That, however, is not what Noor imagines about Banten, but in the end that is the problem – his ideas are unfortunately just imaginings.

Having read this same type of discussion about precolonial Southeast Asia for decades now, I cannot see that it achieves anything other than making people with liberal leanings feel good about themselves (“See! The type of society that we want was there in Banten in the past!!), and feel ever more disturbed that there are people around them who do not see the world in the same way (“Why do people treat domestic workers like they are property? Why are there so many ethnic/religious divisions?”).

Further, I think that there is a strong liberal belief that if people can see “the truth,” they will all come to their senses. I’m not convinced that this is true (look at American politics!), but even if it is true, the positive depictions of precolonial Southeast Asia like the ones Noor presents are not “the truth,” they are myths derived from distorted/selective readings of historical sources.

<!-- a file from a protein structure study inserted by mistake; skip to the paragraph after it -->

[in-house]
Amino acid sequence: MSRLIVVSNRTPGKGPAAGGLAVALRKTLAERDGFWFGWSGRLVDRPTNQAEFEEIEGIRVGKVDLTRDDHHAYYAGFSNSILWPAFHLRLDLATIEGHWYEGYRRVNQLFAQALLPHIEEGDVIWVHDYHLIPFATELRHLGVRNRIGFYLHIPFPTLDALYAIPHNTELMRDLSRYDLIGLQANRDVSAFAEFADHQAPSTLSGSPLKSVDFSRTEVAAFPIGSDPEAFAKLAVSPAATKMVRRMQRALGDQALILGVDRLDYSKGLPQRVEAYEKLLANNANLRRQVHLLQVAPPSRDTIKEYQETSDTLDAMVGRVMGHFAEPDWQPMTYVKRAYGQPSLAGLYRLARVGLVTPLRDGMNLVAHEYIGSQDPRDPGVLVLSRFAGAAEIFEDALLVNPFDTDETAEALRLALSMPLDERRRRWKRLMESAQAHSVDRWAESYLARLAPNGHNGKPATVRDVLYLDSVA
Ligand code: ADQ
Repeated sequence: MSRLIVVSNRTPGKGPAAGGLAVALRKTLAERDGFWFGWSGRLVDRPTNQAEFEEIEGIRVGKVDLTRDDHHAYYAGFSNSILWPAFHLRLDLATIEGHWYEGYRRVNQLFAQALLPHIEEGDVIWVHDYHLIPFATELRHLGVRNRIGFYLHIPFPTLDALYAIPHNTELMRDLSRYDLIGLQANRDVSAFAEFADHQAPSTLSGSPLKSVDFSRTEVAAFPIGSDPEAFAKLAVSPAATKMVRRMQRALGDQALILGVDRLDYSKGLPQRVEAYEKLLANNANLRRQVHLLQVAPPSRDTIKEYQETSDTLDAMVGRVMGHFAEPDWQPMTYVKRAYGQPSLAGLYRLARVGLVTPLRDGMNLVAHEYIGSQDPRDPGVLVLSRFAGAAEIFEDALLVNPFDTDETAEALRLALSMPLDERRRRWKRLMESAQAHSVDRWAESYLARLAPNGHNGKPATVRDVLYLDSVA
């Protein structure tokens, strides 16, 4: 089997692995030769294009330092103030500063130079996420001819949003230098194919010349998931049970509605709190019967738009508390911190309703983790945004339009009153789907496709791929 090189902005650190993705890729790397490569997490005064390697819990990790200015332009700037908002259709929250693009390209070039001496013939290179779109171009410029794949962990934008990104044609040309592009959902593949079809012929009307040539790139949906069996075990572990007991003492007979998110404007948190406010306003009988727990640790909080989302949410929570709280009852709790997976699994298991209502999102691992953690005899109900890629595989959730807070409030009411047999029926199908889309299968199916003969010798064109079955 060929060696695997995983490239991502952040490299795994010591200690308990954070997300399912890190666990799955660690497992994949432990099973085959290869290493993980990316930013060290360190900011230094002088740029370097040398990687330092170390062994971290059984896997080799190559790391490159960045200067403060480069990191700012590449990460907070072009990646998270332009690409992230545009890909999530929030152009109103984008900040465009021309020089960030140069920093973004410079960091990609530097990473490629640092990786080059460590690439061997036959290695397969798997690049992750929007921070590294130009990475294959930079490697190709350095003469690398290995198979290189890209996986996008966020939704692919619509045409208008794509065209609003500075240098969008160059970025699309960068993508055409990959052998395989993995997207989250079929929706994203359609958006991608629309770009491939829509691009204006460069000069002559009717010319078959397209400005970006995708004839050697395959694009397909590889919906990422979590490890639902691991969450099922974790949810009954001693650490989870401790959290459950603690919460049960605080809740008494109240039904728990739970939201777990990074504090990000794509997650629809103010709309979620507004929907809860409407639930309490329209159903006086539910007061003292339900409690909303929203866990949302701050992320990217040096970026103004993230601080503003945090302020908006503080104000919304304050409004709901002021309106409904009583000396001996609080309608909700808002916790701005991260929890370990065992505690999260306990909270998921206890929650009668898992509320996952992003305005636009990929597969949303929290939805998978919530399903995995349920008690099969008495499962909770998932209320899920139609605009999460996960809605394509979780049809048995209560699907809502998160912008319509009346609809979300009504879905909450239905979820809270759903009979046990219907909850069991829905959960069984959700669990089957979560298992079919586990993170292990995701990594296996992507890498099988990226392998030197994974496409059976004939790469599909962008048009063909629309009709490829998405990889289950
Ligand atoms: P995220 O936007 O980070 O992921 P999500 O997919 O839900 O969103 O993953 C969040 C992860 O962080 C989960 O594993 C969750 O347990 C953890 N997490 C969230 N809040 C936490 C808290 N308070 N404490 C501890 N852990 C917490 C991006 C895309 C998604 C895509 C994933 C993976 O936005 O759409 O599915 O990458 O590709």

It is of course admirable that Farish Noor (and many others) would like to see Southeast Asia not be subject to “identity politics that are narrow and couched in terms of ethno-nationalism.” However, I’m convinced that this approach of holding up precolonial Southeast Asia as a model for people today to follow does not achieve that goal.

At best it just perpetuates the circulation of feel-good myths in the field of Southeast Asian history. At worst it is simply another form of identity politics.

Some of the ugliness in Southeast Asia today is easily detectable back in Banten in the late sixteenth century. It was not created by “the colonial rupture.” Colonialism introduced new problems, for sure, but there are many others that have much deeper historical roots, as they are intimately entwined with the human condition.

Creating liberal myths about the past does not change any of this. Certain Southeast Asianists have been doing that for decades. . . and many of the problems of the past are still here with us today.